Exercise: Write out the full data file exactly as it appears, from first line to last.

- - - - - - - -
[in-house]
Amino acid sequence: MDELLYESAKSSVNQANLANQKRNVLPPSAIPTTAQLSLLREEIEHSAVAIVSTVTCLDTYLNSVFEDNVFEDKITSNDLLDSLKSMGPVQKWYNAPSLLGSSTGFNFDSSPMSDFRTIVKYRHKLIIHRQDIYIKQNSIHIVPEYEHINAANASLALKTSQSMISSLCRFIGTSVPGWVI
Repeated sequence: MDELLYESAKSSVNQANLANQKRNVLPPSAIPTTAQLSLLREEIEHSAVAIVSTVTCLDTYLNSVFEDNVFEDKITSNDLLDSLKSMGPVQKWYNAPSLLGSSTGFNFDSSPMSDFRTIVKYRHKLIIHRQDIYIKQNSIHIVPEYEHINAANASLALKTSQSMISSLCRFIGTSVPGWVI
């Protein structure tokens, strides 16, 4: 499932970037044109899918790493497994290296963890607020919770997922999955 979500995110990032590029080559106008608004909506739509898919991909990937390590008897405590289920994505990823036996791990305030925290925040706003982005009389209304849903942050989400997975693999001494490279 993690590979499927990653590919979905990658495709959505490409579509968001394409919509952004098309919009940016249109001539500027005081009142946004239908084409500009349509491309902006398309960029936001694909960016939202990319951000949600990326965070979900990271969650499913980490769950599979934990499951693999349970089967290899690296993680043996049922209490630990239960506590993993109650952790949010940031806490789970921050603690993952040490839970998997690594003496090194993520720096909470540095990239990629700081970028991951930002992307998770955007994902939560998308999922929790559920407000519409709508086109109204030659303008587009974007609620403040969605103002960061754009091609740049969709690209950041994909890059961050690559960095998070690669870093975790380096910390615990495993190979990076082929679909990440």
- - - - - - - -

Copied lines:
[in-house]
Amino acid sequence: MDELLYESAKSSVNQANLANQKRNVLPPSAIPTTAQLSLLREEIEHSAVAIVSTVTCLDTYLNSVFEDNVFEDKITSNDLLDSLKSMGPVQKWYNAPSLLGSSTGFNFDSSPMSDFRTIVKYRHKLIIHRQDIYIKQNSIHIVPEYEHINAANASLALKTSQSMISSLCRFIGTSVPGWVI
Repeated sequence: MDELLYESAKSSVNQANLANQKRNVLPPSAIPTTAQLSLLREEIEHSAVAIVSTVTCLDTYLNSVFEDNVFEDKITSNDLLDSLKSMGPVQKWYNAPSLLGSSTGFNFDSSPMSDFRTIVKYRHKLIIHRQDIYIKQNSIHIVPEYEHINAANASLALKTSQSMISSLCRFIGTSVPGWVI
């Protein structure tokens, strides 16, 4: 499932970037044109899918790493497994290296963890607020919770997922999955 979500995110990032590029080559106008608004909506739509898919991909990937390590008897405590289920994505990823036996791990305030925290925040706003982005009389209304849903942050989400997975693999001494490279 993690590979499927990653590919979905990658495709959505490409579509968001394409919509952004098309919009940016249109001539500027005081009142946004239908084409500009349509491309902006398309960029936001694909960016939202990319951000949600990326965070979900990271969650499913980490769950599979934990499951693999349970089967290899690296993680043996049922209490630990239960506590993993109650952790949010940031806490789970921050603690993952040490839970998997690594003496090194993520720096909470540095990239990629700081970028991951930002992307998770955007994902939560998308999922929790559920407000519409709508086109109204030659303008587009974007609620403040969605103002960061754009091609740049969709690209950041994909890059961050690559960095998070690669870093975790380096910390615990495993190979990076082929679909990440």